To Internet marketers, a sales page is a big investment. I charge a minimum of $1,000 per sales page — not at all expensive by Internet marketing standards — but if you sell a small-value product (from $7 to $97), you’ll have to sell plenty of them before you begin to see profit.
However, if you’re a smart marketer, you realize that a well-written, well-crafted and properly researched sales page is a huge business asset — one that can help you make more sales, build your list, and get traffic for months or even years to come.
This is because your copywriter has already done all the research needed to (1) grab your target market’s attention; (2) get them interested in and excited about your product; and (3) motivate them to buy your product.
This means all of the heavy lifting has already been done, such as:
Therefore, everything you need to craft effective marketing materials is already in that sales page!
So after your sales page is completed and is making sales, don’t stop there! Put it to work for you! After all, you’ve got a thousand dollars (or more) to recover.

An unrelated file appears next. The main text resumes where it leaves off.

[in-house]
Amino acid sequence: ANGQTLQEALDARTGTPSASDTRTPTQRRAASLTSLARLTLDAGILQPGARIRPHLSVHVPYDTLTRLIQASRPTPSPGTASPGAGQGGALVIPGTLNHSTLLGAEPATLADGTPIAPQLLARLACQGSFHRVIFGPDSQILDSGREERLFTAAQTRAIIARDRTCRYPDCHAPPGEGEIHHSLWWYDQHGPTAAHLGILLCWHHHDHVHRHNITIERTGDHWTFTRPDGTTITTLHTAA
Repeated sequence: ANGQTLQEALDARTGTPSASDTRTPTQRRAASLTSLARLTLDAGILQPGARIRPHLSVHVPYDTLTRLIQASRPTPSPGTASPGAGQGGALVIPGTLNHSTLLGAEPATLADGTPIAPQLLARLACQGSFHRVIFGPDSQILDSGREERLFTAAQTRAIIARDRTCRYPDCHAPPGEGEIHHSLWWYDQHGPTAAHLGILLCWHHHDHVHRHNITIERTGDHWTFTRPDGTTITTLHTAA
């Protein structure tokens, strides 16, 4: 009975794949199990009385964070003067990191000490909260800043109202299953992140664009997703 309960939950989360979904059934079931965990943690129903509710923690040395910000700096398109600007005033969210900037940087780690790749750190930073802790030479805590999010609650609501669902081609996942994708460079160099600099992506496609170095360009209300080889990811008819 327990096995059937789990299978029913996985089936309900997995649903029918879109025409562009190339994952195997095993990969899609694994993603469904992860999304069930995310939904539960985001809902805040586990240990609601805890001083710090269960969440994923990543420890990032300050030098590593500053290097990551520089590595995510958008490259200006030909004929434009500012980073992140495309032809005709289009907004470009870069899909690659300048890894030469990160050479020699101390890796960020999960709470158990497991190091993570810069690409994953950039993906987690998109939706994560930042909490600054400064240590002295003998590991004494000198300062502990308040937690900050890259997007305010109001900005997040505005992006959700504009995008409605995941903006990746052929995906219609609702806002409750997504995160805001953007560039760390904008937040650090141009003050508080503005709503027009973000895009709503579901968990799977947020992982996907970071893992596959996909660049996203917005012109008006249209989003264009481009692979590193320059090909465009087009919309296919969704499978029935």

Here are some ideas:
Use your existing headline, sub-headlines and the ones your copywriter didn’t use in the final sales page (ask for them; copywriters brainstorm at least 25 headlines before finding The One) and use them for:
Bullet points may seem simple to write, but in truth, they hit deep into what’s really important to your target market. They may also be written in provocative ways that add mystery and make your product “seductive.” Recycle and repurpose these bullet points:
Another part of your sales page that might look simple but actually required a lot of thought are the PS’s. These are some of the most frequently-read parts of a sales letter. They need to be short and sweet, but extremely powerful for motivating a buyer. Use this powerhouse texts as:
If you take the entire content of your sales page and condense the most important parts, you can turn it into:
See, there are tons of promotional content you can create from that one, single sales page! And if you remember to turn text into audio and video, then you’ll have an almost limitless number of ways to put that sales page to work for you.
Whether you do the sales page repurposing yourself or outsource it, you’ve saved time, energy and money.
Do you still think that sales page was expensive? Or do you now see what a wise investment a good sales page is?
Did this post inspire you to go back to your sales page and develop more promotional and marketing materials out of it?
Do let me know what aha’s you got from this post. Share them in the comments below, so we can all get inspired by each other.
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